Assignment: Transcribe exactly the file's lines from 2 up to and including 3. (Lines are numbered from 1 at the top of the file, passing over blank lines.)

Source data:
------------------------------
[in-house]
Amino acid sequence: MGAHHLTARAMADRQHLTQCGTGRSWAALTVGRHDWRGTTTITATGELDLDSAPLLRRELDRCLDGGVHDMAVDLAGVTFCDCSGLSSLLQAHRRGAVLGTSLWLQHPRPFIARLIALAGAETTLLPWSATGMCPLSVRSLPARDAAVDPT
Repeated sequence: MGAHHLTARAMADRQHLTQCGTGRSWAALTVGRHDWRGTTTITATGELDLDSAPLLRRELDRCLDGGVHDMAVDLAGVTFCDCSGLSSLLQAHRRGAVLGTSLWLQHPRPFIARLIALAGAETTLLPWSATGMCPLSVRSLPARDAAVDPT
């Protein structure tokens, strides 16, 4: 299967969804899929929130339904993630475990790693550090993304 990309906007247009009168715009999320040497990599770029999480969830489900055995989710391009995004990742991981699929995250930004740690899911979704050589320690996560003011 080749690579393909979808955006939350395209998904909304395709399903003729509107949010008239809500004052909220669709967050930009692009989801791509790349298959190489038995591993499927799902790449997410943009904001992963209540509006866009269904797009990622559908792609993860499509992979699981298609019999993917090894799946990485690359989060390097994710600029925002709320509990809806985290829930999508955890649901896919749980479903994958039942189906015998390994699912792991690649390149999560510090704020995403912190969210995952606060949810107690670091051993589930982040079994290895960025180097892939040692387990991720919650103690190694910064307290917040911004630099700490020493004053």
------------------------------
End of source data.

Amino acid sequence: MGAHHLTARAMADRQHLTQCGTGRSWAALTVGRHDWRGTTTITATGELDLDSAPLLRRELDRCLDGGVHDMAVDLAGVTFCDCSGLSSLLQAHRRGAVLGTSLWLQHPRPFIARLIALAGAETTLLPWSATGMCPLSVRSLPARDAAVDPT
Repeated sequence: MGAHHLTARAMADRQHLTQCGTGRSWAALTVGRHDWRGTTTITATGELDLDSAPLLRRELDRCLDGGVHDMAVDLAGVTFCDCSGLSSLLQAHRRGAVLGTSLWLQHPRPFIARLIALAGAETTLLPWSATGMCPLSVRSLPARDAAVDPT